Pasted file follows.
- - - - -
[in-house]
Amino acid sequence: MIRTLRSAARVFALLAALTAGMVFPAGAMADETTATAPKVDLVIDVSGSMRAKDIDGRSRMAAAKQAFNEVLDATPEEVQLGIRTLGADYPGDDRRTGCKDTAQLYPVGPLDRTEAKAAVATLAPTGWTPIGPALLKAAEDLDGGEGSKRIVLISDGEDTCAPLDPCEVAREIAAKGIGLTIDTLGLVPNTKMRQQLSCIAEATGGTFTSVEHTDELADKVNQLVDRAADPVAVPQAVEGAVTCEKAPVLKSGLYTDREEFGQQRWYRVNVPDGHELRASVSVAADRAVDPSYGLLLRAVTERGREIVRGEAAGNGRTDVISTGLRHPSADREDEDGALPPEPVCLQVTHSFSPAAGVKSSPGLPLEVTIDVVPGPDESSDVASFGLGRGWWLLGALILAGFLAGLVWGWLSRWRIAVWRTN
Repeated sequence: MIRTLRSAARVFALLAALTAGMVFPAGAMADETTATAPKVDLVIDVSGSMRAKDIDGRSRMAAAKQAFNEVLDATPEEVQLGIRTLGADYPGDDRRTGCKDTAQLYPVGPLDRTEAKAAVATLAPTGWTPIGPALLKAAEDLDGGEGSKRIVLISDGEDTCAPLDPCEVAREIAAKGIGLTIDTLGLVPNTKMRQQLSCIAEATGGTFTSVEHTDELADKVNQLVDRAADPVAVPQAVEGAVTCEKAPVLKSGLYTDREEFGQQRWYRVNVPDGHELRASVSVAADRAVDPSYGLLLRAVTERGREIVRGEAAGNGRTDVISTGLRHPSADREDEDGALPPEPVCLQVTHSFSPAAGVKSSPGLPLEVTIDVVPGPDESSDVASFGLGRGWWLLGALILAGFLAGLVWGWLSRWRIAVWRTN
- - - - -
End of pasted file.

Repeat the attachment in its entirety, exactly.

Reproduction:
[in-house]
Amino acid sequence: MIRTLRSAARVFALLAALTAGMVFPAGAMADETTATAPKVDLVIDVSGSMRAKDIDGRSRMAAAKQAFNEVLDATPEEVQLGIRTLGADYPGDDRRTGCKDTAQLYPVGPLDRTEAKAAVATLAPTGWTPIGPALLKAAEDLDGGEGSKRIVLISDGEDTCAPLDPCEVAREIAAKGIGLTIDTLGLVPNTKMRQQLSCIAEATGGTFTSVEHTDELADKVNQLVDRAADPVAVPQAVEGAVTCEKAPVLKSGLYTDREEFGQQRWYRVNVPDGHELRASVSVAADRAVDPSYGLLLRAVTERGREIVRGEAAGNGRTDVISTGLRHPSADREDEDGALPPEPVCLQVTHSFSPAAGVKSSPGLPLEVTIDVVPGPDESSDVASFGLGRGWWLLGALILAGFLAGLVWGWLSRWRIAVWRTN
Repeated sequence: MIRTLRSAARVFALLAALTAGMVFPAGAMADETTATAPKVDLVIDVSGSMRAKDIDGRSRMAAAKQAFNEVLDATPEEVQLGIRTLGADYPGDDRRTGCKDTAQLYPVGPLDRTEAKAAVATLAPTGWTPIGPALLKAAEDLDGGEGSKRIVLISDGEDTCAPLDPCEVAREIAAKGIGLTIDTLGLVPNTKMRQQLSCIAEATGGTFTSVEHTDELADKVNQLVDRAADPVAVPQAVEGAVTCEKAPVLKSGLYTDREEFGQQRWYRVNVPDGHELRASVSVAADRAVDPSYGLLLRAVTERGREIVRGEAAGNGRTDVISTGLRHPSADREDEDGALPPEPVCLQVTHSFSPAAGVKSSPGLPLEVTIDVVPGPDESSDVASFGLGRGWWLLGALILAGFLAGLVWGWLSRWRIAVWRTN